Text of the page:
Author: Lori Apon
God designed families to have a mom and a dad. Death, divorce, and desertion leave children without a very important person in their lives, dad. In the midst of the suffering that comes with this great loss, there can be holiness wrapped around the acceptance of God’s sovereignty. God becomes Father. And with that perspective, even in the hard, we can see this dad loss as a holy time in the lives of our children. Think about it, Almighty God, the creator of heaven and earth, steps in, and He promises to be a father to the fatherless.
While many across the country honor dads in June on Father’s Day, our family chose a different time for remembering Father’s Day. Psalm 68:5 was quoted just 24 hours before my husband died, and I really believed that God would fulfill His word. The date of your husband’s death is the day that God became Father to your children as well (the Remembrance Day).
Because of this truth, God gave our family a creative way to remember this day by leading us to consider our Remembrance Day as our new Father’s Day, replacing the traditional Father’s Day recognized by the world.
Mom, I want to encourage you to handle this day with the utmost care. There are a lot of temptations when it comes to that Remembrance Day. What are you going to do with it? You can ignore it or silently remember it yourself and not really share that with your children, especially if they’re young. You can silence it by pushing down the emotions and pretending that it’s not an important day. Or you can hide all the feelings in the closet of your heart that come with suffering, determined to avoid them at all costs.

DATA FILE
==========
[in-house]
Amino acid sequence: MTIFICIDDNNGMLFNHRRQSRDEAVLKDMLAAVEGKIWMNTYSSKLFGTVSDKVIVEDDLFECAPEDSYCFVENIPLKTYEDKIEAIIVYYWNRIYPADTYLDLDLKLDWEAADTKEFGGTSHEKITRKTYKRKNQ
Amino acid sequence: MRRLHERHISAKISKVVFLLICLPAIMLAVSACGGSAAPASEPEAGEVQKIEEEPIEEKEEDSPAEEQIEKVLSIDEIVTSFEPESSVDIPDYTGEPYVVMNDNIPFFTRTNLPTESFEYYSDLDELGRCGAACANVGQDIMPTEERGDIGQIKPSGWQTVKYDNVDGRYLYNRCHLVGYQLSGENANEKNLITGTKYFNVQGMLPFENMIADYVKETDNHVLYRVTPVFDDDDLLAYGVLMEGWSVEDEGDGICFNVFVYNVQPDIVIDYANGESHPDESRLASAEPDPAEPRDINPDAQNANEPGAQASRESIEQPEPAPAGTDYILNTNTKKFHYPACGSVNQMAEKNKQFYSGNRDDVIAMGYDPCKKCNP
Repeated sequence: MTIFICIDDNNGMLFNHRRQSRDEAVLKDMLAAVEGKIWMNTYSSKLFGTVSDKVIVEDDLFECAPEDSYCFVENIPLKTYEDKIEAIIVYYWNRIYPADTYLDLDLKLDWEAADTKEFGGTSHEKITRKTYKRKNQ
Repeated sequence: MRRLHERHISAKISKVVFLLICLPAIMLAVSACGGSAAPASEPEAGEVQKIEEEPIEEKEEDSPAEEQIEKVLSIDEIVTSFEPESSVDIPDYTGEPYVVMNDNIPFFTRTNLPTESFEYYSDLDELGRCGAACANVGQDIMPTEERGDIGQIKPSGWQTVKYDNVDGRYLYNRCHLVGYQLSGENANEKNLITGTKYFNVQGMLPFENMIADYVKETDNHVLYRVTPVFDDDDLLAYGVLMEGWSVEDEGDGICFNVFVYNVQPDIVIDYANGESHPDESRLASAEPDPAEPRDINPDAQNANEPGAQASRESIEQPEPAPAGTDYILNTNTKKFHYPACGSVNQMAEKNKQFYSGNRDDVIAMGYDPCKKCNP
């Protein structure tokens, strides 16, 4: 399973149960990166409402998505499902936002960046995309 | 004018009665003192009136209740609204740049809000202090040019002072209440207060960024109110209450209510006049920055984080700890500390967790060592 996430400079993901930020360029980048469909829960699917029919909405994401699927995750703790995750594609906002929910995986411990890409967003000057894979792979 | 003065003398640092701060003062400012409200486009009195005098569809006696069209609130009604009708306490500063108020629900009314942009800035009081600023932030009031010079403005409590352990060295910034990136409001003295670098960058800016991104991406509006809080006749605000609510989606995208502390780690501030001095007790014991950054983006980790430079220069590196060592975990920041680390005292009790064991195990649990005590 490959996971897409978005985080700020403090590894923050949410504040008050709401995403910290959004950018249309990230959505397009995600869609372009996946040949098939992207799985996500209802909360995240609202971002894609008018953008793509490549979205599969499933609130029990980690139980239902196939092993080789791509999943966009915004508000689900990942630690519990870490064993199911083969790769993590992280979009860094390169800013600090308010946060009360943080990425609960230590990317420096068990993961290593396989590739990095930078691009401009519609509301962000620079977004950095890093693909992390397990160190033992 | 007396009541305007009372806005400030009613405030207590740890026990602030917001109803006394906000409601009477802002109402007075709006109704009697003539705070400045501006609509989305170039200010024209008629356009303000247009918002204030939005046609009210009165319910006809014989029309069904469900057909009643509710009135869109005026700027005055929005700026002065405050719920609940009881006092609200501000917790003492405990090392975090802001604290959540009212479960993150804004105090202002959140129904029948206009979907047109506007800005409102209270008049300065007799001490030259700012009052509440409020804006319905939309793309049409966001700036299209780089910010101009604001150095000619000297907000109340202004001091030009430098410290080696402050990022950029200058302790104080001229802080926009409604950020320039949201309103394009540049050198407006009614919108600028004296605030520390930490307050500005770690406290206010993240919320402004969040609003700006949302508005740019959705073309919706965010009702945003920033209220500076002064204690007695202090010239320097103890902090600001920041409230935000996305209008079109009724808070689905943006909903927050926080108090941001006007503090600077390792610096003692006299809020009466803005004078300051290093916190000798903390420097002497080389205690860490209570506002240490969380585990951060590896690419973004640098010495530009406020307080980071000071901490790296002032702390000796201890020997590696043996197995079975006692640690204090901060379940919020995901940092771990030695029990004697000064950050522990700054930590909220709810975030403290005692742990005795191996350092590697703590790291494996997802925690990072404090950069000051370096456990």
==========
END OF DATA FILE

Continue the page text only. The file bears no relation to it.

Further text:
Push into the Pain
But my suggestion to you is that you push into the pain. Take the difficult parts of that day and turn them around. Reframe these, making them an opportunity to bond with your children, opening the door for healing.
You can lead your children by letting them know that Father’s Day in June is to celebrate earthly dads, and while that is great for families who have them here, God has given them their own special day to honor their Heavenly Father! They truly have a new Father’s Day. By relocating that day and renaming it as your new Father’s Day, I found that it helped remove the string from the traditional day of honoring dads. It was a day we looked forward to, even though it was a sad and happy day, we always made it memorable.
6 Suggestions for Turning Remembrance Day into a New Father’s Day
- Relocate the day on the calendar to the Remembrance Day (the day your husband died) renaming it as “Father’s Day.” On this day, remember dad but also focus on God as Father.
- Release yourself from attending church on the actual day. Father’s Day always falls on a Sunday, and though I always encourage moms to take their children to a Bible-believing church, that one particular Sunday I always felt that it was okay to worship at home. It was just too painful for my kids to make cards for a dad who is no longer here.
- Remember your own dad and honor him if he is still here. A greater appreciation may have developed knowing the loss your children have experienced. Their grandfather’s role will be a little more significant now that dad is gone.